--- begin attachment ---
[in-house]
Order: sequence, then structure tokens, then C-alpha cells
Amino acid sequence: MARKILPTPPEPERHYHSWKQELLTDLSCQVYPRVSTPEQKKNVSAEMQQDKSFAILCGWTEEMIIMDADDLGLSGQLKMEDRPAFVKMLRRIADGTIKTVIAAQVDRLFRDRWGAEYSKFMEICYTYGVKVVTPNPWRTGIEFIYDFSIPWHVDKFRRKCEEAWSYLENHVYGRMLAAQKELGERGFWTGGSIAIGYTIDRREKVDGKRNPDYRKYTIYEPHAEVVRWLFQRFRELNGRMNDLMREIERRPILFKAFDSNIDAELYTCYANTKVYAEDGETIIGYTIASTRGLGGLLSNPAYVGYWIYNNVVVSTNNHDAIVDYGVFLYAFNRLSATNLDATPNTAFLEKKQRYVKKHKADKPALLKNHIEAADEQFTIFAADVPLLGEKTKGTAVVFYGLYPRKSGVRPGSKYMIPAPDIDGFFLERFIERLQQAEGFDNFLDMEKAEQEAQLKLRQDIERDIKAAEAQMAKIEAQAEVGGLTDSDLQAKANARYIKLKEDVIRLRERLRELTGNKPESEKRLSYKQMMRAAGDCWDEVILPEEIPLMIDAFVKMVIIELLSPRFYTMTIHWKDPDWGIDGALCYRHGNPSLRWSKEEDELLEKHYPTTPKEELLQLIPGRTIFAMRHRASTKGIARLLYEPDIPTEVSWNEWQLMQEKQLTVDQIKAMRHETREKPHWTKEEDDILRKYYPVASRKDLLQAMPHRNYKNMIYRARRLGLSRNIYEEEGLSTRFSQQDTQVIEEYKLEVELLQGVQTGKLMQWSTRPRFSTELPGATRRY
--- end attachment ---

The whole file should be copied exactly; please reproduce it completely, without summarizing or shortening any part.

[in-house]
Order: sequence, then structure tokens, then C-alpha cells
Amino acid sequence: MARKILPTPPEPERHYHSWKQELLTDLSCQVYPRVSTPEQKKNVSAEMQQDKSFAILCGWTEEMIIMDADDLGLSGQLKMEDRPAFVKMLRRIADGTIKTVIAAQVDRLFRDRWGAEYSKFMEICYTYGVKVVTPNPWRTGIEFIYDFSIPWHVDKFRRKCEEAWSYLENHVYGRMLAAQKELGERGFWTGGSIAIGYTIDRREKVDGKRNPDYRKYTIYEPHAEVVRWLFQRFRELNGRMNDLMREIERRPILFKAFDSNIDAELYTCYANTKVYAEDGETIIGYTIASTRGLGGLLSNPAYVGYWIYNNVVVSTNNHDAIVDYGVFLYAFNRLSATNLDATPNTAFLEKKQRYVKKHKADKPALLKNHIEAADEQFTIFAADVPLLGEKTKGTAVVFYGLYPRKSGVRPGSKYMIPAPDIDGFFLERFIERLQQAEGFDNFLDMEKAEQEAQLKLRQDIERDIKAAEAQMAKIEAQAEVGGLTDSDLQAKANARYIKLKEDVIRLRERLRELTGNKPESEKRLSYKQMMRAAGDCWDEVILPEEIPLMIDAFVKMVIIELLSPRFYTMTIHWKDPDWGIDGALCYRHGNPSLRWSKEEDELLEKHYPTTPKEELLQLIPGRTIFAMRHRASTKGIARLLYEPDIPTEVSWNEWQLMQEKQLTVDQIKAMRHETREKPHWTKEEDDILRKYYPVASRKDLLQAMPHRNYKNMIYRARRLGLSRNIYEEEGLSTRFSQQDTQVIEEYKLEVELLQGVQTGKLMQWSTRPRFSTELPGATRRY